Film Review: Captain Marvel

Mild spoilers ahead!

The Endgame is nearly here, but before we get there, we’ve got one more Marvel adventure to enjoy (or not enjoy!) in Captain Marvel. I saw it the other day, and whilst it’s a perfectly fine movie, for me, it didn’t reach the high standard that I’ve become accustomed to from the MCU. (Ant-Man and The Wasp aside.) 

Captain Marvel is the first proper origin story we’ve had in the MCU since 2016’s Doctor Strange, but unfortunately I think it is the weakest origin film we’ve had. The first act is extremely slow, with not a lot really happening apart from one small action set piece that was lit so poorly I could barely see what was going on, but things to improve once Carol Danvers (Brie Larson) arrives on 1990’s Earth and is introduced to a younger Nick Fury and together they have to deal with an unfortunate Skull situation (Samuel L Jackson).

My biggest gripe with the film is how low-stakes it feels throughout, it’s always difficult to deliver what is essentially a prequel in a franchise that has been going for 11 years, because not only are they trying to not compromise continuity with the script, but we know that the main players are safe from any danger, not that it matters, because there is very little danger in this film either…

The MCU finally has it’s own version of Superman, which I am not a fan of, simply put, Carol Danvers is too good, not because of her powers necessarily, as we already have immensely powerful heroes like Thor in the MCU, but because there isn’t a single perceivable threat to her in the entirety of this film. She gets past every single obstacle put in front her with such ease it was almost impossible for me to feel engaged by the action. The beauty of the MCU and it’s rich array of characters is that in some way, they are all flawed and we get to see them overcome these flaws as they develop, but Carol Danvers is starved of any chance to develop because she is written to be completely flawless, I feel sorry for Brie Larson, we know how talented she is, but it feels like this film didn’t give her the opportunity to showcase her acting talents, and the end result for me was a lead character that was, for the most part, quite unlikeable. I found her to be quite dull and I just didn’t feel that connection that I have felt to other characters, and it’s because she wasn’t relatable. You can’t expect an audience to connect with a character that they can’t relate to, I may not be a genius billionaire, but I feel a connection to Iron Man because he’s a flawed character that learns and evolves from his mistakes, it just felt to me like Carol Danvers doesn’t have any room to develop because she is flawless already, that doesn’t sit well with me at all.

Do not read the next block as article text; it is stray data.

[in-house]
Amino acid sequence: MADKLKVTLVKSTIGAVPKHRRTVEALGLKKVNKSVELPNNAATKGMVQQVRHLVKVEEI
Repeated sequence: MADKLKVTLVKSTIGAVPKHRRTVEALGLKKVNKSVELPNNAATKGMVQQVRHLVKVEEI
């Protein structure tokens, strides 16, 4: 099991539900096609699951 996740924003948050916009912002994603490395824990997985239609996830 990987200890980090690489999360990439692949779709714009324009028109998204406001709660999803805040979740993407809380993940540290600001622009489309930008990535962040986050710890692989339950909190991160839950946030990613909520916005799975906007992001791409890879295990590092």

This has a knock on effect, and I felt like we had gone back to the days where the MCU delivers weak, one dimensional villains that will be forgotten by the time you leave the cinema. This is partly because they were also underdeveloped, but also because as I said earlier, they’re not at any point a threat, although you expect the villains to be beaten eventually, as is the way of the world, I’ve never felt like a villain is no threat at all until I watched Captain Marvel, again, this is poor writing.

One final gripe, I thought the CGI in this film in places was shockingly bad, especially during the third act, at times it looked like I was watching a video game, and it really took me out of the action.

But, that’s not to say that there aren’t positives! Samuel L Jackson shines as Nick Fury and the effects used to de-age him are absolutely incredible and it’s a sign of good things to come in the world of filmmaking, Ben Mendelsohn also gives a great performance as the leader of the Skrulls. There are plenty of easter eggs for long-time Marvel fans and as usual, there is plenty of great humour. Although I have heavily criticised this film, I didn’t not enjoy it, I almost feel like Captain Marvel is a victim of MCU success, things are going so well at the moment, if anything isn’t at the top of it’s game, then it becomes more noticeable.

I didn’t really go in to Captain Marvel too hyped, and I’m saddened that a lot of the publicity around it has been negative, but I’ve ignored all of that and I watched it based on it’s own merits. Overall, I thought it was okay, it’s fun enough and you’ll no doubt be entertained, but it’s not a Marvel film I’m ever going to go back and watch again. I think Brie Larson has been let down by a poor screenplay that failed to make Carol Danvers relatable and I’m now impartial as to her inclusion in Endgame, I would much rather have seen character development over a showcase of how ridiculously powerful she is, I think whoever wrote this film need to realise that flaws are a good thing, and I really hope that Endgame gives Larson the chance to shine, because she could be absolutely huge for the franchise and I’d be happy to see that happen, as long as she’s not the MCU equivalent of Superman, for the love of God, anything but that!

I didn’t leave Captain Marvel disappointed, but I didn’t leave impressed either, I just left with a “that was bang average” mentality and I’m now ready to move on to next month for the grand finale. See you in April, Thanos, the Endgame is almost here.

I give Captain Marvel a 6.5/10. 



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